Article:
Last night I observed a student, who will not change schools, answer call after call and message after message from friends who will be leaving their beloved school next year.  These friends' emotions were raw and immediate. There was anxiety. There was anger. There was sadness. There were many “what if’s and what about’s.”  Yes, these kids are resilient. Yes, these kids will survive this transition and the losses we adults have burdened them with, but WE need to acknowledge their losses and we need to offer them support and opportunities to process these losses. There Their world is a now world, and they are processing loss, right now. How are WE helping them navigate the questions, concerns, and sense of loss they have today

I am also  disappointed (and sadly, a bit cynical) that the recent communication mailed to impacted families did not clearly indicate the sibling rule guidelines. Some of the students who received formal and personalized communication from the District yesterday will have the opportunity to claim the sibling exemption, but the personalized communication that they received offered no indication of this. I want to be certain that students who qualify for exceptions and exemptions receive every opportunity to exercise those exceptions and exemptions. I would also like to call for public oversight and for a transparent and accessible process for grievances and appeals to ensure that students of color, students with limited means and limited home support, and students with specialized academic circumstances (and not just specialized athletic circumstances) receive equitable treatment under the exemptions and Administrative Transfer rules. We need to ensure that students’ needs are genuinely put first during this transition. 

Lastly, I would like to call for a full, complete and transparent public debriefing of the boundary adjustment process, and I would like the Board to call for a comprehensive and transparent District assessment of what has been learned through this boundary adjustment. What worked? What didn’t work? What will WE do differently next time and what will WE repeat? What did our learning community gain from the experience? What did our learning community lose from the experience? Likewise, I would like call for the School District to utilize the opportunity of this boundary change to gather and analyze data about the actual impacts of the transition on the Class of 2020 for the duration of their high school experience. For example: Their graduation rate as compared to other classes before and after them; their participation levels in extra curricular activities; their receipt of District and regional awards (academic and athletic) as compared to classes of students before and after them; their acceptance into college and their scholarship earnings as compared to classes before and after them; and their collective responses to mental health-related surveys as compared to classes before and after them. I would like to see the information gleaned via this debriefing, learning assessment, and data collection/analysis be used to provide foundational guidance to future high school boundary adjustments and to other district-wide initiatives.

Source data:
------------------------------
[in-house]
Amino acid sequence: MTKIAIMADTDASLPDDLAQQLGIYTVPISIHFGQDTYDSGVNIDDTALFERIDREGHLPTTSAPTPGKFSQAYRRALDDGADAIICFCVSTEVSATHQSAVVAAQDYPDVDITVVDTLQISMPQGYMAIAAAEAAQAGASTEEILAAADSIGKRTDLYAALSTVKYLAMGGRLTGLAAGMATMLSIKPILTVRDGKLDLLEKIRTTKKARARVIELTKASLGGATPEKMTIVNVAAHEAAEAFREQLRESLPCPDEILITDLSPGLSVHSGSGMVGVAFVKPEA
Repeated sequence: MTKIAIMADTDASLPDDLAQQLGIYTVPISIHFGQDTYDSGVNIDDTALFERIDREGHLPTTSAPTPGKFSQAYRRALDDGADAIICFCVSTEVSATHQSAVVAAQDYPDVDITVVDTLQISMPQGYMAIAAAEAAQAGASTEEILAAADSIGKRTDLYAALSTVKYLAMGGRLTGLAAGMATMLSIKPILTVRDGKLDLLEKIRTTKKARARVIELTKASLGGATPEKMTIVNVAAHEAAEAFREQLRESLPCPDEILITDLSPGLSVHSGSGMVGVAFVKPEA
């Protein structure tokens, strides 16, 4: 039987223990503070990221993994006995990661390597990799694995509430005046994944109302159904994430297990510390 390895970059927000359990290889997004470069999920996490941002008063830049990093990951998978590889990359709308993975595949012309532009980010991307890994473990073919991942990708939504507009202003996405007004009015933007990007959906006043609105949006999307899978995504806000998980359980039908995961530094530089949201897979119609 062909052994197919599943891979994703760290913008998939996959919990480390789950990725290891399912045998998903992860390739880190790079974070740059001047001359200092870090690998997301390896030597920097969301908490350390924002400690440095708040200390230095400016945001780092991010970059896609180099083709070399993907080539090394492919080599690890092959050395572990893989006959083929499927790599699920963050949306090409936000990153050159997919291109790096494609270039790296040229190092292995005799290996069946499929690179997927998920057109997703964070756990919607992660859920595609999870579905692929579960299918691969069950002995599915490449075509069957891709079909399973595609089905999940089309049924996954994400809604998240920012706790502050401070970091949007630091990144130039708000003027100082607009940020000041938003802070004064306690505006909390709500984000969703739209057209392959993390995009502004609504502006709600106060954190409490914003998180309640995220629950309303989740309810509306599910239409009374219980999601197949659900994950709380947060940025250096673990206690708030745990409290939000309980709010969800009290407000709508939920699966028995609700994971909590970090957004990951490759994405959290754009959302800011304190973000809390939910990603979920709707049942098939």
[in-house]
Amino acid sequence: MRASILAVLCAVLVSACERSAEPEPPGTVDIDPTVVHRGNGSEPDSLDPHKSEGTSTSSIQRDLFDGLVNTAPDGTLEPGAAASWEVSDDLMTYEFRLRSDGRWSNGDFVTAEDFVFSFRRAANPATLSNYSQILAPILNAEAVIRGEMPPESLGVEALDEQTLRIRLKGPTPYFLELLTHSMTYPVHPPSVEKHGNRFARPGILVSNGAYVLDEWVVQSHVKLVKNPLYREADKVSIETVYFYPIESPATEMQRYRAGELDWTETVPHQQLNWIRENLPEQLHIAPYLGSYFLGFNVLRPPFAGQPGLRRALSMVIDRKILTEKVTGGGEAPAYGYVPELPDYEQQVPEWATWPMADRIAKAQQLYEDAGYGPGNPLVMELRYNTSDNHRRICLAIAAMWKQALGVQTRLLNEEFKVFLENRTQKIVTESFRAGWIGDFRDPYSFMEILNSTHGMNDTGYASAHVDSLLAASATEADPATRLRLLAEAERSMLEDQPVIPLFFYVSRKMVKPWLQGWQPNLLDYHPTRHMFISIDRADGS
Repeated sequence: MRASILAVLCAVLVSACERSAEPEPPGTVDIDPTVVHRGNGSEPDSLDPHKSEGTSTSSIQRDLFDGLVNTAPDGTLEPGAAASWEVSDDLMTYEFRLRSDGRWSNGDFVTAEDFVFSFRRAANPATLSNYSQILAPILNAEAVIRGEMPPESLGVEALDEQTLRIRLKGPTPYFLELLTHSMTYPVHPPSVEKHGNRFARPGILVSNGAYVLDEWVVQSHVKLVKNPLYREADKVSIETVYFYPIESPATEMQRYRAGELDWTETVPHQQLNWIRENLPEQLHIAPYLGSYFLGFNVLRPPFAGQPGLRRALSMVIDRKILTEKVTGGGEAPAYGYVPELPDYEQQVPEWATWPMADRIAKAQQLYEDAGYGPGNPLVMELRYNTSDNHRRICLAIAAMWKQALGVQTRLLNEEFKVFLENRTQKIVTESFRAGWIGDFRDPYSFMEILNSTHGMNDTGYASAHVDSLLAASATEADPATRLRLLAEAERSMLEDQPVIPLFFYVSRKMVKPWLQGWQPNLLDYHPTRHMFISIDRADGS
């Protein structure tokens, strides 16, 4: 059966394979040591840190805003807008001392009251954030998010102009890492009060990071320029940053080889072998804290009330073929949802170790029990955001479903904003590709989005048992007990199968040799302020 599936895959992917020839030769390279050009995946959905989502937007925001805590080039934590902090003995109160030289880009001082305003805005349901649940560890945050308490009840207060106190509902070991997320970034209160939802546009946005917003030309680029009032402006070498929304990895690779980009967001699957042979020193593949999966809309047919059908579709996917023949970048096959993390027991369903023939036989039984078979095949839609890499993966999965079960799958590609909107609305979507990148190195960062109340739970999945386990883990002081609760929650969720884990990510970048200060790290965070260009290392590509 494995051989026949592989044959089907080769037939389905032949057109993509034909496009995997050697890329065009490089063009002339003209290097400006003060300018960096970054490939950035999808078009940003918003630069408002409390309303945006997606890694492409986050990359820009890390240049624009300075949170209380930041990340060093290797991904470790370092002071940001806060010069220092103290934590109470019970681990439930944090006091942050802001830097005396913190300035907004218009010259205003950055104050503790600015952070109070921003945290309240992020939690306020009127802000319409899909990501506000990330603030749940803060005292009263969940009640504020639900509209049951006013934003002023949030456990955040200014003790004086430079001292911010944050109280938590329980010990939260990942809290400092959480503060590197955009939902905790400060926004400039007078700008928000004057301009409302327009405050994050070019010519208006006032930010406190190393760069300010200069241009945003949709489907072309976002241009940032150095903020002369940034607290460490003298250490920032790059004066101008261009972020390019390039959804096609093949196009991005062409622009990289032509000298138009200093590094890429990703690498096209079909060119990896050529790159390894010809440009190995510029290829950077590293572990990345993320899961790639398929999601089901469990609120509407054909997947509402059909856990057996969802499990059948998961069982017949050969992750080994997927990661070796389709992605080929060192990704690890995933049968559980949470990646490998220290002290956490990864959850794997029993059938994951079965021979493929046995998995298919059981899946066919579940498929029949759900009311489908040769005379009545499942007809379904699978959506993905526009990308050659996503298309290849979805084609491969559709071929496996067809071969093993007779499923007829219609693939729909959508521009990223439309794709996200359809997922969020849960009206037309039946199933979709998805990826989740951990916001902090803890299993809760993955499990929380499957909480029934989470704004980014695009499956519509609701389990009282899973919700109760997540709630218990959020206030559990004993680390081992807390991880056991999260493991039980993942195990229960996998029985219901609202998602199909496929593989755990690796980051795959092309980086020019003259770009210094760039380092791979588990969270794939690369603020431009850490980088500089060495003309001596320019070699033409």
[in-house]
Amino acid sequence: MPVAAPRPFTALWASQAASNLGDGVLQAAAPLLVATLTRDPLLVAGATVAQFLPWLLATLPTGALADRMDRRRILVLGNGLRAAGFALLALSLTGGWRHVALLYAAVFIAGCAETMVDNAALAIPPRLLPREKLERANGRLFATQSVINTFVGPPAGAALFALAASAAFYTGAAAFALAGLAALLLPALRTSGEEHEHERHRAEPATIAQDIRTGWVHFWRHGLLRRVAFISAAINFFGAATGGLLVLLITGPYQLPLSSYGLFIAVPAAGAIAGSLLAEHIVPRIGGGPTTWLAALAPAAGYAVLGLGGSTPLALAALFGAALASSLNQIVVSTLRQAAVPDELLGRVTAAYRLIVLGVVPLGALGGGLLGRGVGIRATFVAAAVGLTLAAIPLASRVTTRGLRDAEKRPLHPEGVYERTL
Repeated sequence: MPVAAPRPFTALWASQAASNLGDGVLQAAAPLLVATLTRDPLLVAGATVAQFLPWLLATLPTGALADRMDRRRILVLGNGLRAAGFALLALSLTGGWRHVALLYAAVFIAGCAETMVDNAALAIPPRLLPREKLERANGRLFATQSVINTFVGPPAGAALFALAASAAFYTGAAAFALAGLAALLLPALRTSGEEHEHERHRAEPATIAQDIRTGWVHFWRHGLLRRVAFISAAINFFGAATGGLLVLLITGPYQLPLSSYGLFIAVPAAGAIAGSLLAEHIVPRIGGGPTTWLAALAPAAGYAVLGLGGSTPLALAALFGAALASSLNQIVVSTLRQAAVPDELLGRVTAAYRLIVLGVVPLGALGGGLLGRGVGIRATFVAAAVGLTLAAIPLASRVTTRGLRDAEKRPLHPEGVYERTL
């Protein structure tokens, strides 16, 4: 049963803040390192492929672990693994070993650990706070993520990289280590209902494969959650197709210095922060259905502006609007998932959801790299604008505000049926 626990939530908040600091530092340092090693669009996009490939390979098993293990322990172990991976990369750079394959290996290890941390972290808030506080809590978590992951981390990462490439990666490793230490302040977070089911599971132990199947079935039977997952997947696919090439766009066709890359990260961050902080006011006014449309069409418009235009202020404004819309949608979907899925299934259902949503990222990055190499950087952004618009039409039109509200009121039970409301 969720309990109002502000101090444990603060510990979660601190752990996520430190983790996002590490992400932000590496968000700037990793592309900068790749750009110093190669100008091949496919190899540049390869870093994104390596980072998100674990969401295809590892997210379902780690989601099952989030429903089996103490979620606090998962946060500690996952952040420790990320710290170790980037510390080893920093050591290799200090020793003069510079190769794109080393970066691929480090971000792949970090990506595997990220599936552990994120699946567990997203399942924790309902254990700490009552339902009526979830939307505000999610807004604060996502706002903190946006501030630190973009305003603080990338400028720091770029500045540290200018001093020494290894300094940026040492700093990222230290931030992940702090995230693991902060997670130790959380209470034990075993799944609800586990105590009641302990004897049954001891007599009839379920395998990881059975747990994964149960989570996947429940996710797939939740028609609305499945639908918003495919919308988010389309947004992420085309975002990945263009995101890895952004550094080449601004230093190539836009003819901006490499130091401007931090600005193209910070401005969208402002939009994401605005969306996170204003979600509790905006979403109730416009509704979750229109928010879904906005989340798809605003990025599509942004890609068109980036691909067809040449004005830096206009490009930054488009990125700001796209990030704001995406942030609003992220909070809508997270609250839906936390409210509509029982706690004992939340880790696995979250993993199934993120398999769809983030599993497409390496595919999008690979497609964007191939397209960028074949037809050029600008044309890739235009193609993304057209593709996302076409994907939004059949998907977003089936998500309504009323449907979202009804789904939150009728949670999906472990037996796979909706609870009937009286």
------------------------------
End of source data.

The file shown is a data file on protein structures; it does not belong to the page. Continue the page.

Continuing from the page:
Thank you for listening, considering, and hopefully acting on my concerns. 

Dawn Prochovnic

Parent, Community Volunteer and Voter


Raise your voices my friends. Each voice matters. Each vote matters.

P.S. For those who are interested in the Beaverton School District boundary transition process, the District's transition plan is here and the District has indicated that the implementation details will (eventually) be here.